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Gummy Vitamin Concerns

Question:
Is there cause for concern with "gummy vitamins?" There are many different gummies out there. Are some better than others?

Answer:
Tests by ConsumerLab.com have found that some gummy supplements -- particularly gummy multivitamins --  do not contain their listed amounts of vitamins or minerals, or contain impurities. We continue to find more problems with candy-like vitamins like gummies than with traditional forms, such as tablets and caplets.

Manufacturing challenges associated with candy-like products likely explain the higher incidence of problems. Gummies are notoriously difficult to manufacture because it is hard to measure in the correct amounts of vitamins and minerals (some are simply sprayed on a candy base) and the ingredients in a gummy are more likely to degrade, so manufacturers often put in more than the listed amount -- resulting in products with too much of a vitamin, such as folic acid, when first produced and decreasing amounts over the course of their shelf-lives. Some companies seem to do a better job making gummy vitamins than others.

You can see which gummies we have reviewed lately -- and which passed or failed our tests -- in our reports on multivitamins, vitamin C, vitamin D, and calcium, and B vitamins.

A benefit of gummies is that they may be more palatable than a pill. Also, being chewable, there is not the risk that the product won't properly break apart, as there is with a tablet. 

A risk with any candy-like supplement, particularly for children, is that too many will be consumed, potentially resulting in toxicity. It's therefore best to give young children vitamins as needed and not leave them out. Also, keep in mind that not all vitamins, minerals, and other ingredients are easily incorporated into gummies or are not included due to poor taste (such as iron, which would cause a metallic taste), so, if you are interested in a gummy supplement, check that it lists the ingredients you want. You can check the ingredients in gummy supplements in "Ingredients" table in each of our reports listed above.

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Learn More About Gummy Vitamins & Multivitamins:



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Why is iron not in many multivitamins? How can I find one that does contain iron? >>

The maker of my multivitamin says it doesn't include folic acid because too much from supplements can be harmful. Is that true? >>

Which "whole food" multivitamins are only from foods and don't include synthetic vitamins? What can you tell from the labels of these products: Complete Foods Nutrition-OctoMega MultiVitamin; Sunwarrior Raw Vitamins; Garden of LIfe-MyKind Organics; Nature's Brands-PhytoVitamins; Doctors' Research MultiVitamin? >>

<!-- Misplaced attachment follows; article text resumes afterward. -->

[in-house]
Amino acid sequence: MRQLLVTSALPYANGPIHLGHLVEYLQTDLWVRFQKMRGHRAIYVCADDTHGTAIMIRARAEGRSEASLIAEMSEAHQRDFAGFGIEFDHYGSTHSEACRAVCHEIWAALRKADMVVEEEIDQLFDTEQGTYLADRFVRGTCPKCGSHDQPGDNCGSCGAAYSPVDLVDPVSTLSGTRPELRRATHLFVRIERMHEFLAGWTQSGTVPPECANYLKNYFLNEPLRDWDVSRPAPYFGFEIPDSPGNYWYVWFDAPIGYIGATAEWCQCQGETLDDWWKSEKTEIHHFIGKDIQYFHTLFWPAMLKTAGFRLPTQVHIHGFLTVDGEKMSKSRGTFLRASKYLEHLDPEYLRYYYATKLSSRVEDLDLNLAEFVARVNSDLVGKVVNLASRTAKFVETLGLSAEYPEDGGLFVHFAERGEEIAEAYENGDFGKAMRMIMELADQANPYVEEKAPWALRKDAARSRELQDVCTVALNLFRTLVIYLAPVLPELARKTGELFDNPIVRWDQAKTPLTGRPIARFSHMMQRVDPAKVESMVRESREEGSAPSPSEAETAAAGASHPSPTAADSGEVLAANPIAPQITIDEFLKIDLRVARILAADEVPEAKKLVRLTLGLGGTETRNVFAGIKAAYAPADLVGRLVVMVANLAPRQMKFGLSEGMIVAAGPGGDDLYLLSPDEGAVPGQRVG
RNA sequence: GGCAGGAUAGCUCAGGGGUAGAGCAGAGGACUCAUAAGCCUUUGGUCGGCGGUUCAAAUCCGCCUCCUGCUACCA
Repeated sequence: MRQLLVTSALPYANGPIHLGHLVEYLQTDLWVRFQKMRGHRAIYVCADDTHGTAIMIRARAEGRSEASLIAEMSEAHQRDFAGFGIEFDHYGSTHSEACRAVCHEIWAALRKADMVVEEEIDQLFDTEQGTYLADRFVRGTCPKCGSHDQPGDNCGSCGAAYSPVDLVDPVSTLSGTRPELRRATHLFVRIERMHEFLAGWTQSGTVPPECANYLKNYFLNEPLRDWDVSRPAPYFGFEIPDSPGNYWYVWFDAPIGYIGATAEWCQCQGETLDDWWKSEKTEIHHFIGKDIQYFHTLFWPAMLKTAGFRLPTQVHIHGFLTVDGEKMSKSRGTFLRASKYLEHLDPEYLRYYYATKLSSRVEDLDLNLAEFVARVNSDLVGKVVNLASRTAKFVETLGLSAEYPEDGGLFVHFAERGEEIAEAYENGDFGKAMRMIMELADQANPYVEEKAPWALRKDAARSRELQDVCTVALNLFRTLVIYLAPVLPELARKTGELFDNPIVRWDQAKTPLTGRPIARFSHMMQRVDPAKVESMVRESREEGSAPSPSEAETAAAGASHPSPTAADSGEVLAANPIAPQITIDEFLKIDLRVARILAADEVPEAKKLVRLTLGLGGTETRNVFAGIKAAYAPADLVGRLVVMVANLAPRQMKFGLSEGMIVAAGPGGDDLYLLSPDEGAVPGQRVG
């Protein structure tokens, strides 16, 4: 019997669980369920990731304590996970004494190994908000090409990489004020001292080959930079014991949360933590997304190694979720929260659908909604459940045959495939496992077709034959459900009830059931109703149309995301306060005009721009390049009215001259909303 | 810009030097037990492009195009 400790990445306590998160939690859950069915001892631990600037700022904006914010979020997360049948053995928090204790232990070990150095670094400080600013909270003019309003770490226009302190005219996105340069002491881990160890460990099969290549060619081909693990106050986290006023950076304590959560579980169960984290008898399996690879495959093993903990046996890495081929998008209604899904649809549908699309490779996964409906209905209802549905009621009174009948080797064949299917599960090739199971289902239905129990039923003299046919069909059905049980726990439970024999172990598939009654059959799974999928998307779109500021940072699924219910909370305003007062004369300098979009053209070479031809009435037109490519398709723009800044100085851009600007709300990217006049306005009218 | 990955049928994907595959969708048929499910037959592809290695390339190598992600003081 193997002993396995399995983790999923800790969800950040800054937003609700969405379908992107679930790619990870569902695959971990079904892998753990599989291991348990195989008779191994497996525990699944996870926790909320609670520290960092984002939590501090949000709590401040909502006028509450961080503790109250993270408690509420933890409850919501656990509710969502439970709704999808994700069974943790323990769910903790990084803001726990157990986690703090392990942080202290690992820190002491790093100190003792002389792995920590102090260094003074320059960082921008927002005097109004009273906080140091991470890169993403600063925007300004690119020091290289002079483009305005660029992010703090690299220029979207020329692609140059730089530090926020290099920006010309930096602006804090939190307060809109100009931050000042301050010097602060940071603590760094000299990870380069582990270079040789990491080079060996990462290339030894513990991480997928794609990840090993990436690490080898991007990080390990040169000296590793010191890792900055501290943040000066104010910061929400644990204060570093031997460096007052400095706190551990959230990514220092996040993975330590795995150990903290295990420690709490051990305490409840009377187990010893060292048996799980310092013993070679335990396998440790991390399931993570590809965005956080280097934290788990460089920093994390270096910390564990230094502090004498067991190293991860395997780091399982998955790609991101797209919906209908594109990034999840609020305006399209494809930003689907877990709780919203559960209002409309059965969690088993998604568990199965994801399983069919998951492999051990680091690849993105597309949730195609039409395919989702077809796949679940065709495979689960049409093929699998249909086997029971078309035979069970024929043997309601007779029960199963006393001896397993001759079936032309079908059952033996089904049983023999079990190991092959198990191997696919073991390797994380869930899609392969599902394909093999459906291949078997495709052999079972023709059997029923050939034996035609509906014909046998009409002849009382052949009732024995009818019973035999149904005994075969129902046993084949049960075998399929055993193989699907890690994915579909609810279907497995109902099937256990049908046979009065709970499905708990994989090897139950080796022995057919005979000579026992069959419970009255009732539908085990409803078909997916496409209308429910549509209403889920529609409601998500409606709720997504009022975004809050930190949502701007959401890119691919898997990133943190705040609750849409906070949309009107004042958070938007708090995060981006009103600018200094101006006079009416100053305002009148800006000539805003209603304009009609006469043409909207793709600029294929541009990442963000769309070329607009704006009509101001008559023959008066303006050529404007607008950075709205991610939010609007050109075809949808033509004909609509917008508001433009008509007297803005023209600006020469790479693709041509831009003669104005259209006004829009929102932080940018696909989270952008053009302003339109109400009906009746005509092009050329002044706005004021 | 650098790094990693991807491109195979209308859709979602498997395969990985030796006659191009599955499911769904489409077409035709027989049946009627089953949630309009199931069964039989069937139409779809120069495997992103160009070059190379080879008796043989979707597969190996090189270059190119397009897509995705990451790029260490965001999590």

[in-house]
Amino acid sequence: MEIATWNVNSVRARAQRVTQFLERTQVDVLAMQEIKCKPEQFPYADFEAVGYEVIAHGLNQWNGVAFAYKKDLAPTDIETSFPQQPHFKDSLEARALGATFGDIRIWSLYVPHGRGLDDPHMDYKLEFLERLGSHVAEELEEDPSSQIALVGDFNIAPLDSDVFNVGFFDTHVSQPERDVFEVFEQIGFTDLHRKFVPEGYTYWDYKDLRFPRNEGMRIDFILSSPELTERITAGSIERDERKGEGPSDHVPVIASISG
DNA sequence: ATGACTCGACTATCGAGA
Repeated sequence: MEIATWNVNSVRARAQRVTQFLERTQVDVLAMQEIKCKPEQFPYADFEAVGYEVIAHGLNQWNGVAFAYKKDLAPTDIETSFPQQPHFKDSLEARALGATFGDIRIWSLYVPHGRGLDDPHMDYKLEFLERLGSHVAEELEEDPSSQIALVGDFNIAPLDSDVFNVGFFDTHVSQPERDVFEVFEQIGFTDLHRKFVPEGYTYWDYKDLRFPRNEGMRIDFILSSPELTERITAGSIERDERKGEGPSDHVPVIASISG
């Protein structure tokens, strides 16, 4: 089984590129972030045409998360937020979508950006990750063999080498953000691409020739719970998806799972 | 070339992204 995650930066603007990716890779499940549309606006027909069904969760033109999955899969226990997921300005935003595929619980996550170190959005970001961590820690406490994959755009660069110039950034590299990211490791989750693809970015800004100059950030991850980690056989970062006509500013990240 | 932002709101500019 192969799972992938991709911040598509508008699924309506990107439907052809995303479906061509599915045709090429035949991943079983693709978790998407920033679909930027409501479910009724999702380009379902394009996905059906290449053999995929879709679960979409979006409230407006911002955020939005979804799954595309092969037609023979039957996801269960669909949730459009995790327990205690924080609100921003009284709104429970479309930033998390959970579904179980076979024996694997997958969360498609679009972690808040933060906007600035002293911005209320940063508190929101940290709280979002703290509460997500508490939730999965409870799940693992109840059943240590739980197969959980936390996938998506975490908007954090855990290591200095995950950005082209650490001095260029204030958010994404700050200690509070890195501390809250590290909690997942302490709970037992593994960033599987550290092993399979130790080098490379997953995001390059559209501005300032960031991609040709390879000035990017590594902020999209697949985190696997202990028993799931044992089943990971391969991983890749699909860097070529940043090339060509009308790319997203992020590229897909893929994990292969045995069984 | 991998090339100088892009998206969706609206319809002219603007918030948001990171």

I read an article stating that some of the ingredients in Centrum multivitamins may be dangerous or toxic. Is that true? >>

Why does my multivitamin make me nauseous? Is there anything that can help? >>



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Comments
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Cindy500   February 4, 2015
I haven't located any information about the vitafusion supplement gummies. I Purchased the Platinum 50+ and Hair, Skin & Nails gummies at my local Costco and Walgrens. Have you tested either of these products? It appears adult gummies are relatively new products and I wonder if at least this brand has been reviewed.

ConsumerLab.com   February 4, 2015
Hi Cindy - We have tested Vitafusion products and you can find the Product Review reports by going to: https://www.consumerlab.com/Search/Vitafusion-Review.

W. Robert496   February 3, 2015
"...if you are interested in a gummy supplement, check that it lists the ingredients you want."
How effective would this method be unless we know the manufacturing practices and ethics of the company developing the products, given that there is no real regulation ensuring that what is on the label is actually in the product?

ConsumerLab.com   February 4, 2015
Hi W. - Of course, in addition to first checking product labels to see whether they list all the ingredients you want (or don't want), look at our product reviews to see if we recently tested the product and, if so, whether or not it passed our rigorous evaluation.

This CL Answer initially posted on 2/2/2015. Last updated 6/23/2018.

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